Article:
Black Cohosh

BCCT plans to write a summary on black cohosh (Actaea racemosa). While our summary is in development, you can visit these sites for more information:

Before using this therapy, consult your oncology team about interactions with other treatments and therapies. Also make sure this therapy is safe for use with any other medical conditions you may have.

Clinical Practice Guidelines

According to the Society for Integrative Oncology’s 2009 clinical practice guidelines, there is not enough evidence to recommend black cohosh for relieving hot flashes.1

Managing Side Effects and Promoting Wellness

Managing or relieving side effects or symptoms, reducing treatment toxicity, supporting quality of life or promoting general well-being

Black cohosh is promoted as a treatment for hot flashes. However, evidence to date does not support this use.


The About Herbs summary for black cohosh lists several cautions, adverse reactions and herb-drug interactions, including interactions with chemotherapy. Refer to About Herbs: Black Cohosh. BCCT advises that before using this product, consult with a clinician knowledgeable in using natural products in cancer treatment.

According to CAM-Cancer, “Black cohosh appears to be relatively safe; but pre-existing liver damage is a contraindication.”2

According to the NIH office of dietary supplements, “Across the world, reports have described at least 83 cases of liver damage—including hepatitis, liver failure, elevated liver enzymes, and assorted other liver injuries—associated with black cohosh use. However, there is no evidence of a causal relationship. It is possible that at least some reported cases of hepatotoxicity were due to impurities, adulterants, or incorrect Acteae species in the black cohosh products used. However, no one independently analyzed these products to confirm the existence of these problems.”3 Another consideration is that black cohosh is often mixed with other herbs in formulas (such as for menopausal symptoms), and some of these other herbs such as skullcap, valerian and/or chaparral  have been associated with liver problems.4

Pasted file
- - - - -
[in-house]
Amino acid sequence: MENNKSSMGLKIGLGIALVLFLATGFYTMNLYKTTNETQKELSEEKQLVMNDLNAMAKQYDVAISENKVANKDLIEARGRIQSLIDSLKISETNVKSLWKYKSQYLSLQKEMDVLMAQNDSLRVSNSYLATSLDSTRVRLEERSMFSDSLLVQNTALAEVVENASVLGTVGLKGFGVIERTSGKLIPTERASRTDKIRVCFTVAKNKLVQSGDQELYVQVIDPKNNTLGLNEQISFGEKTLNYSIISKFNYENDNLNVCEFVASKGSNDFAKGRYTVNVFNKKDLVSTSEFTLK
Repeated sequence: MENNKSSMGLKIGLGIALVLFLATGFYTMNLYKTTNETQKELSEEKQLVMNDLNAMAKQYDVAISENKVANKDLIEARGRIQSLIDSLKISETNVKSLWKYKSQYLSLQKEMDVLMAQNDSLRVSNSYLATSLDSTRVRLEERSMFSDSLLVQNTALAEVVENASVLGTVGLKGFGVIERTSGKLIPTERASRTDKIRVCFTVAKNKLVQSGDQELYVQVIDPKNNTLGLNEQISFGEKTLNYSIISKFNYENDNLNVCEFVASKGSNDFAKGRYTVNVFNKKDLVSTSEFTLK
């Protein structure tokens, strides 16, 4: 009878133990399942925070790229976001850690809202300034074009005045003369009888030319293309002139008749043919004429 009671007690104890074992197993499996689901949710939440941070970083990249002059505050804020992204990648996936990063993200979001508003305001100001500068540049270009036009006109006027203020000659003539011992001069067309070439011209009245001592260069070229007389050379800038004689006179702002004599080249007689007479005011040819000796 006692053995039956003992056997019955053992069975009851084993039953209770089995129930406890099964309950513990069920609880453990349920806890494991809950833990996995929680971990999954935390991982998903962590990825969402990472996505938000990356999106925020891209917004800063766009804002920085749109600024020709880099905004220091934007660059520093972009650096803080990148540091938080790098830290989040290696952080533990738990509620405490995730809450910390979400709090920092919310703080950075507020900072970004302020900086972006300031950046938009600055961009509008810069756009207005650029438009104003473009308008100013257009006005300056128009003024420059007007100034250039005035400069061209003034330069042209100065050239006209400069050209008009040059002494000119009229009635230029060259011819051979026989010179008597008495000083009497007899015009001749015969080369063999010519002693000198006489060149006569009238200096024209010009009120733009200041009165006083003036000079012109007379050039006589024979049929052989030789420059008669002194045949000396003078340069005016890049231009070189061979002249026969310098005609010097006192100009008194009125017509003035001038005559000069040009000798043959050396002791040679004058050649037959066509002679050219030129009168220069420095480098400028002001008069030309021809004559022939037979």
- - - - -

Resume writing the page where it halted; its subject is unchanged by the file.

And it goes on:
The key takeaway is to read the label to be knowledgeable about all the ingredients in a product, and use quality supplements to make sure you're getting what's actually on the label. See the BCCT summary on Quality and Sources of Herbs, Supplements and Other Natural Products.


BCCT does not recommend therapies or doses, but only provides information for patients and providers to consider as part of a complete treatment plan. Patients should discuss therapies with their physicians, as contraindications, interactions and side effects must be evaluated.

Dosage recommendations are available from these sources:

Integrative Programs, Protocols and Medical Systems

For more information about programs and protocols, see our Integrative Programs and Protocols page.

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